I recently spoke with representatives of Brunton, Inc., a manufacturer of technical gear for outdoor activity, regarding inTravelMag’s last issue’s article on portable power options . I mentioned that I spent a lot of time looking for uniquely flexible and unusual items. In response, they suggested that I review their Vapor AF expedition stove. According to Brunton, this stove could burn just about any liquid or gas fuel. Anything from gasoline and kerosene to butane and jet fuel is usable in this stove. Of course I had to do the review.
What’s in the box?
Included with the Vapor AF is the stove itself, a fuel bottle including a “flip-stop” valve (more on that later), a carrying pouch large enough to carry the stove, a cleaning needle tool for cleaning the fuel jet, a maintenance tool for disassembling the stove, a set of spare rubber O-rings, a folded aluminum sheet about 24” long and 5” high which may or may not be a flame shield, and a single sheet of instructions provided in English and French.
- Single jet for all liquid fuels & butane
- Precision simmering control
- Quick-priming burner
- Aluminum / stainless steel / brass construction
- Self-purging flipstop pump
- Overall dimensions:4.1”x5.2”x2.3” folded
- Weight: 16oz
- Aprox BTU rating: 10,000 Liquid fuel - 12,000 Butane
- Fuel: Butane, White gas, Kerosene, Diesel #1, Auto Fuel, Jet Fuel & others
- Burn time: Up to 2.5 hours-high output
- Boil time (1 L of water): Down to 3.5 minutes
Using the Stove
The small size and weight of the stove is striking. Weighing in at 16oz. and with dimensions of only 4.1”x5.2”x2.3” when folded, the stove itself is portable and easy to pack away into the carrying pouch. This doesn’t include the aluminum fuel bottle which adds some bulk (but not a significant amount) to the weight of the whole package. The stove and bottle, while appearing light and flimsy to the eye, have a sturdy feel that is important to camping trips where conditions may not be the best. The stove seemed both solid and well constructed and I decided to test this with a make shift durability assessment: I threw it down a flight of concrete steps three times. Aside from a few scratches, the stove was unharmed and still functioned properly. The folded stove is shown below. The grid is made up of 1” squares to provide scale.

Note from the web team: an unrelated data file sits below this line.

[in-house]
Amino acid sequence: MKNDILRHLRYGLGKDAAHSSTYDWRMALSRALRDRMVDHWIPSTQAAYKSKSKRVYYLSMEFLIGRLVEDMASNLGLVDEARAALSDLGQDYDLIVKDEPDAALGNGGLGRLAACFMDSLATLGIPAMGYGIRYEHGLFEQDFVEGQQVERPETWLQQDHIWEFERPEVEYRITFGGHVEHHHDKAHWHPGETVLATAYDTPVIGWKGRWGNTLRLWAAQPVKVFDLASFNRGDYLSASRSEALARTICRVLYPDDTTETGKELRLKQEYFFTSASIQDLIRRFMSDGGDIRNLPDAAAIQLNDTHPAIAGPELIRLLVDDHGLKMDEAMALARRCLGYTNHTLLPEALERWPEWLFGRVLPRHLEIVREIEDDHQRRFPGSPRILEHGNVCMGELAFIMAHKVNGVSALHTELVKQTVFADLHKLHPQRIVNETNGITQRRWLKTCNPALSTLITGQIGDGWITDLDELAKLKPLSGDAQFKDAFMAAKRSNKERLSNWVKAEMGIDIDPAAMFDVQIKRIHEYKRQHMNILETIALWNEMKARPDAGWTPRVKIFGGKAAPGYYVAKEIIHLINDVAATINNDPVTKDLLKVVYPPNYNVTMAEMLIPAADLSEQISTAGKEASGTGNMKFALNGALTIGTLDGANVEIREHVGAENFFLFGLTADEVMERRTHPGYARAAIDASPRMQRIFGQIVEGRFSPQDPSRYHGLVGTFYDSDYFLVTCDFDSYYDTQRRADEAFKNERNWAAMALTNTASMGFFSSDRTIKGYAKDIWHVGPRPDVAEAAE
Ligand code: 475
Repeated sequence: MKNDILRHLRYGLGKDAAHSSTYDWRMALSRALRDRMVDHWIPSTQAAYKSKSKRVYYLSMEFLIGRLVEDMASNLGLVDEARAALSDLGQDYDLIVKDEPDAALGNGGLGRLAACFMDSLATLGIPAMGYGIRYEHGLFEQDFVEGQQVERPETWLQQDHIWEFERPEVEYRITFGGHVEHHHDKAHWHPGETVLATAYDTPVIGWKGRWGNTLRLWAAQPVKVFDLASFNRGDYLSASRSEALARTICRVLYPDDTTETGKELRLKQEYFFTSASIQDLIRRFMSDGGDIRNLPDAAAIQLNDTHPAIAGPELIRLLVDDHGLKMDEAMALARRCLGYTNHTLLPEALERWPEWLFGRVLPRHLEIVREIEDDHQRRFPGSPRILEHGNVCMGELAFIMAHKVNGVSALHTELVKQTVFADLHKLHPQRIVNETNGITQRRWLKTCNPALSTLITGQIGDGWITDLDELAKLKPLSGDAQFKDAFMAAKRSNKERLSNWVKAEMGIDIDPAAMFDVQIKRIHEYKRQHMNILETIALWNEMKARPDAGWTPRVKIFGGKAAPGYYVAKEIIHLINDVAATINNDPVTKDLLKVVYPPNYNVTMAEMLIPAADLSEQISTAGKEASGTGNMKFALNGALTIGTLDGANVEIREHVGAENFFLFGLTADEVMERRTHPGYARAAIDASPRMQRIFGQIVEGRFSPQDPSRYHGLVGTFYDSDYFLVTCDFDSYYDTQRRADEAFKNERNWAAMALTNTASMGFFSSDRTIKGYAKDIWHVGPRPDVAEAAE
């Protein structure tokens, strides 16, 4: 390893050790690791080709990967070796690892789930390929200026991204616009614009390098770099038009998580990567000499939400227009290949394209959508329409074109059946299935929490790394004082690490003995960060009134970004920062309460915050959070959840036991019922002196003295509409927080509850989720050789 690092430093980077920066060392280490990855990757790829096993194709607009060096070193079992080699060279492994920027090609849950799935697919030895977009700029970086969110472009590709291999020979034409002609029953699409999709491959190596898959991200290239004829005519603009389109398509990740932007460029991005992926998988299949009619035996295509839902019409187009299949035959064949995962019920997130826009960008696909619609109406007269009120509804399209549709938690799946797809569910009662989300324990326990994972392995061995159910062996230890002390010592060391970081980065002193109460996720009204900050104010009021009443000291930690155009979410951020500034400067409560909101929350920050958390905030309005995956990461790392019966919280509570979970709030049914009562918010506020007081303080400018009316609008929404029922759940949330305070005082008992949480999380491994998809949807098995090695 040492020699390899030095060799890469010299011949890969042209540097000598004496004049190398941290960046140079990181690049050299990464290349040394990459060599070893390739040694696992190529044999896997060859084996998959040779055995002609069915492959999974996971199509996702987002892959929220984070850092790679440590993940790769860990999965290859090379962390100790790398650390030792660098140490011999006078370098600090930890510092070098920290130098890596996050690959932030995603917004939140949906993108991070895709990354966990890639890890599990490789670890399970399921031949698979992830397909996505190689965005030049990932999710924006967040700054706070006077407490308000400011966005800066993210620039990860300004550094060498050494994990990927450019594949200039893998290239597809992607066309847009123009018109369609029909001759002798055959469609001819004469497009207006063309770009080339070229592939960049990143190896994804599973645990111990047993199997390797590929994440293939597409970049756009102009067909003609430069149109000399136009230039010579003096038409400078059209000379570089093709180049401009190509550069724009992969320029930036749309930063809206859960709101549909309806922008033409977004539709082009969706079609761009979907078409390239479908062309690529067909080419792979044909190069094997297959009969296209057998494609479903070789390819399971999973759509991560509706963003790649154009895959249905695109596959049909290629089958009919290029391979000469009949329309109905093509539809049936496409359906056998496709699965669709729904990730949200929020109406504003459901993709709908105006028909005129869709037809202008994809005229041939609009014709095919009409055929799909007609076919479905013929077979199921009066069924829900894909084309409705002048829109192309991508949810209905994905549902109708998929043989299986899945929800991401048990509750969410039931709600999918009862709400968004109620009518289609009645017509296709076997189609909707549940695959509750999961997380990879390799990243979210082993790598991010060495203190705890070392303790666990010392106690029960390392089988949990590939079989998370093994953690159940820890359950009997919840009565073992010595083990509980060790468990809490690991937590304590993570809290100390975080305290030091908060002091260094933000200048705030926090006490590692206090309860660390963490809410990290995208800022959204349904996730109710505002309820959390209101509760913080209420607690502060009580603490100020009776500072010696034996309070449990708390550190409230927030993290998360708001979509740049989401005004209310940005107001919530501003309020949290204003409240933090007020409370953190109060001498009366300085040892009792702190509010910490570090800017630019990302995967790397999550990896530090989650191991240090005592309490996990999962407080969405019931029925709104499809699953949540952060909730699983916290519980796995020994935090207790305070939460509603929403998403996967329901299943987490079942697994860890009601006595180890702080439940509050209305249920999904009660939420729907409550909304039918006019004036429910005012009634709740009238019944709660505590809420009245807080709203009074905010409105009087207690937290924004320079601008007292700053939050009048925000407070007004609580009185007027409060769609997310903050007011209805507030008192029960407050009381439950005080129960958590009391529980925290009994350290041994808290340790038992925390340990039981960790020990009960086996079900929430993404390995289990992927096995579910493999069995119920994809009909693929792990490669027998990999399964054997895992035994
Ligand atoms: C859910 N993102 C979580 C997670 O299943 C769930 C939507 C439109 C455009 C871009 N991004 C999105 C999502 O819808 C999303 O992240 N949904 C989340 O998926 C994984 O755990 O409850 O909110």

The stove itself arrives in one piece and requires little assembly. The legs unfold easily but this is where the ease of use ends. Given my experience with both last month’s review and this one, Brunton seems to have the market cornered on providing THE WORST INSTRUCTIONS IN THE WORLD. The double-sided page of instructions was hard to understand and gave ambiguous directions that were difficult to follow. It was provided in both English and French, but neither made assembly or operation of the stove clear. Intent on managing the technical troubles, I spent two full days tinkering with the stove and finally unraveled its secrets. I shudder to think at the time wasted had I been trying to figure this out for the first time in the woods.
Once the initial confusion passed, the Vapor AF began proving itself a worthy addition to any outdoor excursion. The stove had two settings, one for butane and one for liquid fuels. The included bottle could be used for liquid fuel with one setting, or a butane canister could be attached and used with the other. According to the instructions, the stove supported the following fuels: butane, white gasoline, kerosene, diesel fuel, jet fuel, and auto fuel but indicated that one should NEVER use fuels other than those listed. My curiosity was intrigued and I felt a second test was in order. By my reasoning, specific fuel types may not always be the easiest to come by in a remote backwoods location, but there is one product that has and always will be readily available in any area: booze. With that assumption, I decided that my fuel of choice would be rum. Concerned that the 80 proof variety might be insufficiently combustible, I hastened to my liquor cabinet and pulled out the strongest bottle I had: 151 proof.